Keep in mind that socializing with other pets may increase your pets’ risk of exposure to infectious diseases. Stay up to date on vaccinations and avoid contact with pets showing symptoms like coughing, runny eyes/noses, or itchy skin rashes.
If you plan to travel with your pet, check with animal health workers and your vet for advisories on contagious illnesses in the area as well as any required or recommended vaccinations.
Contrary to popular belief, a normal, healthy pet is not any more likely to get sick in the winter than other times of year. An animal's immune system should not be affected by the seasonal change from warmer months to colder months. However, with colder temperatures there are special considerations for sick animals or animals with conditions like canine or feline arthritis.
Wintertime and the start of the new year is a good reminder to review your pet's vaccination records and make sure they are up to date on their vaccines and routine vet appointments. If your pet begins displaying out-of-the-ordinary symptoms in the winter (or at any time), book an online virtual care appointment to learn more.
Following these tips can help your pet stay healthy, and your healthy pet may actually help you beat your winter blues.
While some pets may sleep more in the winter, it’s often simply because there is less opportunity to play outside and less activity in the house. Long nights and short days are a recipe for a little extra shut-eye.
Lethargy and fatigue may also be a sign of illness. If your feline or canine companion seems sleepier than usual with the onset of winter, it’s worth having a consultation with an online vet who can advise if further testing, including blood tests, is necessary.
There is no scientific evidence to support the idea that pets experience SAD, and it is not a recognized condition in animals. Changes in mood that occur with the change of season are more likely a response to a change in their owner’s behavior or even an indication of illness. For example, an owner who has the winter blues themselves and doesn’t feel like taking their pet on a walk may find that their pet is restless, frustrated, or bored. This is likely due to the change in their routine and lack of exercise or stimulation rather than a psychological disorder.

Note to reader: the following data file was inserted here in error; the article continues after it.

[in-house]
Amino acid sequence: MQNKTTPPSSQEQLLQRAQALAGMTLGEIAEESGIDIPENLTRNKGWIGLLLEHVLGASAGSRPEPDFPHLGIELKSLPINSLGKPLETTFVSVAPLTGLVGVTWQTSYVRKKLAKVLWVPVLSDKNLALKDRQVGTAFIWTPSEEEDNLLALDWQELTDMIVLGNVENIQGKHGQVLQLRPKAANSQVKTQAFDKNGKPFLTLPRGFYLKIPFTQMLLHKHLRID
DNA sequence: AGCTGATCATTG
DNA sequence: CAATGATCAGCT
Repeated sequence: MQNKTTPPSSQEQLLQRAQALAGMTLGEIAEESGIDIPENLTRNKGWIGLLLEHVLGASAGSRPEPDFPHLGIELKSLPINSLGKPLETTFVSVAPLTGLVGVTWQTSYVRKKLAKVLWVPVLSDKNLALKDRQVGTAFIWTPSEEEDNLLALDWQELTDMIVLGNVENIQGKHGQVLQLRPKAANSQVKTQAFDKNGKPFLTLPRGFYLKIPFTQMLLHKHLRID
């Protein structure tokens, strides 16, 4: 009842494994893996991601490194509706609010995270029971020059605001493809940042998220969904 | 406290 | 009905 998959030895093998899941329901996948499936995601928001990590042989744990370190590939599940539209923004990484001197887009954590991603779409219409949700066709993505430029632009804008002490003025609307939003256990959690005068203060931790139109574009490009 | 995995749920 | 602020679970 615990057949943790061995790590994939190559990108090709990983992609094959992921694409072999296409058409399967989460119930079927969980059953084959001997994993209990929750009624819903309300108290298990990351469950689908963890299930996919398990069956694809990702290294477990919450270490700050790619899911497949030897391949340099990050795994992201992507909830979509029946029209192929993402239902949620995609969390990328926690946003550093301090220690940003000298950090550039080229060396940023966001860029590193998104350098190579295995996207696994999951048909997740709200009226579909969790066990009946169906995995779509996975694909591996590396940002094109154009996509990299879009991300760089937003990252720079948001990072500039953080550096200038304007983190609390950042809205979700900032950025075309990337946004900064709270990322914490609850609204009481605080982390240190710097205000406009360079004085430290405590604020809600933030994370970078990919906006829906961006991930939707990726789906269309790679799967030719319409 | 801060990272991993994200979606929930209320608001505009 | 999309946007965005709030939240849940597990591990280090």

If your pet is displaying unusual symptoms at any time of year, have them checked by a vet. A routine checkup along with simple blood tests can often indicate whether your pet is experiencing some type of illness.
Yes, animals of any kind can still get dehydrated in the winter, including your canine companion. However, you can rest assured that a healthy pet will not become dehydrated as long as they have access to water. In the winter, it’s especially important to make sure your dog's water doesn’t end up getting frozen if there is a dish in use outdoors.
There is no reason to do anything extra to encourage your pet to drink, and doing so can cause them to drink less. Canines have evolved to instinctively drink enough to stay hydrated. When a dog with access to water becomes dehydrated, it’s due to an illness causing excessive fluid loss or interfering with their internal hydration system — not because you didn’t make them drink enough.
Keep up with regular vet check-ups to monitor overall health, and hydration should automatically stay in check no matter the season.
Ticks are a growing problem in North America due to climate change, which increases both their geographic range and the duration of their active season. Dogs are susceptible to tick-borne diseases, so it is important to stay up to date with tick prevention recommendations from your veterinarian...
Health concern with your pet?
Start a video chat with a licensed veterinary professional right now on Vetster!